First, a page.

❉ A mature, well-researched essay on a story loved by some and frowned upon by others.
“Not every viewer liked Kerblam! and not every reader of this essay will like the analysis of those viewers’ gripes with the episode. If you can put your feelings on the story’s messaging aside though, there is much to be enjoyed here.”
I think enough time has passed now to refer to Series 11 as divisive. When it was first transmitted, there was a lot of angry hostility online from certain fans if anyone wasn’t entirely taken with the series or Whittaker’s Doctor. You can see why: Months of swotting away sexist comments led to any sort of criticism being put alongside the first lot on the shelf. It made for rather uncomfortable arguments to witness though and it’s only now, a year on, that this anger seems to have cooled off a little. In that afterglow comes this essay on Kerblam!, a story loved by some and frowned upon by others.
Some felt the ending of the story was a massive betrayal of all Doctor Who stood for, with the Doctor not tearing the company to the ground. Some felt it showed a maturity of the show’s politics, recognising that things akin to Amazon may not be good, but it’s more realistic to try and change them than rid the world of them entirely: “change the cogs, not the system” seems to be that mantra.
This essay addresses that but perhaps not in the way some fans will like. Rather than blindly accept the “Space Amazon should be condemned!” line, the essay looks at Doctor Who and the show’s politics in a wider sense to see if this is in fact a message we should expect to see after all. It’s a mature and well-researched argument made, so exactly the sort of thing I expect to see in these Black Archive essays by now: thorough arguments backed up with strong sources.
Indeed, “thorough” is a fine description of the essay overall. Written by two authors already known to the Black Archive range, Naomi Jacobs and Thomas L Rodebaugh, much of the essay is a look at AI in our present world, automation as it exists at the time of writing, and how realistic a portrayal of the future is Kerblam as a company. If you think this sounds a little heavy or a lot to chew over then… well, you’re right.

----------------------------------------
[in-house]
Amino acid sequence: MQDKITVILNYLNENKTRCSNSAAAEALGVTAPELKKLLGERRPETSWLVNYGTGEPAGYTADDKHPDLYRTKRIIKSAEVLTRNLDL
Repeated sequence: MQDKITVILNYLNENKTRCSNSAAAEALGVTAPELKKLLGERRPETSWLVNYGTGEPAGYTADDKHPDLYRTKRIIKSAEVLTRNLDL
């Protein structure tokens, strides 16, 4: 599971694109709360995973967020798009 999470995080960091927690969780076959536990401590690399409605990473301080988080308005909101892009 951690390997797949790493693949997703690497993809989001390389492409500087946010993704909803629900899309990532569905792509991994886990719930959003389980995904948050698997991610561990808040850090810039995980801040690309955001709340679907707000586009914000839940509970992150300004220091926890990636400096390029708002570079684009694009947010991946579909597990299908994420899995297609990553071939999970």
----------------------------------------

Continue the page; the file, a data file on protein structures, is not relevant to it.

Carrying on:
Near the end of the essay, the authors do admit that expecting cast-iron realism in a prime-time children’s television series is, perhaps, unrealistic. Nonetheless, Jacobs and Rodebaugh give the story a very close reading and going over, and draw their own conclusions on how true to life the operating system of Kerblam as we see it here really is. From comparisons between the AI in Kerblam! and Smile, and what Kira’s death means in relation to the Doctor’s (non-)reaction, to a discussion on what machines are best suited to Amazon Warehouses and their brethren, the essay is nothing if not happy to dive headfirst into the rabbit hole.
I think whether you feel the story deserves this sort of in-depth analysis or not will depend entirely on how much you feel any work of children’s literature deserves this sort of in-depth analysis. I did feel it strayed a little at times, and perhaps was over-reaching or a bit unrealistic at others, and I was also surprised to see the comparison between Smile and Kerblam! not take into account the differing complexities of plot and theme Series 10 and 11 had: say what you want about Capaldi’s era, but Whittaker’s opening series was far more simplistic and on-the-nose with its didactic messaging. The book touches on this briefly, looking at the character of the Thirteenth Doctor as a whole, but I felt a broader look at the relatively simplistic nature of Series 11 would have been welcome and relevant. As noted, the essay touches on this in passing, but perhaps not with as targeted an approach as I’d have liked.
That’s on me though, not the writers. They’re making points all of their own, and to expect anything else is a bit selfish of me. Suffice it to say, not every viewer liked Kerblam! and not every reader of this essay will like the analysis of those viewers’ gripes with the episode. If you can put your own feelings on the story’s messaging aside though, there is much to be enjoyed here. Jacobs and Rodebaugh are scholars to be reckoned with and I’m very interested to see what story they put under their microscope next.
❉ ‘The Black Archive #37: Kerblam!’is out now from Obverse Books, RRP £3.99 – £7.99.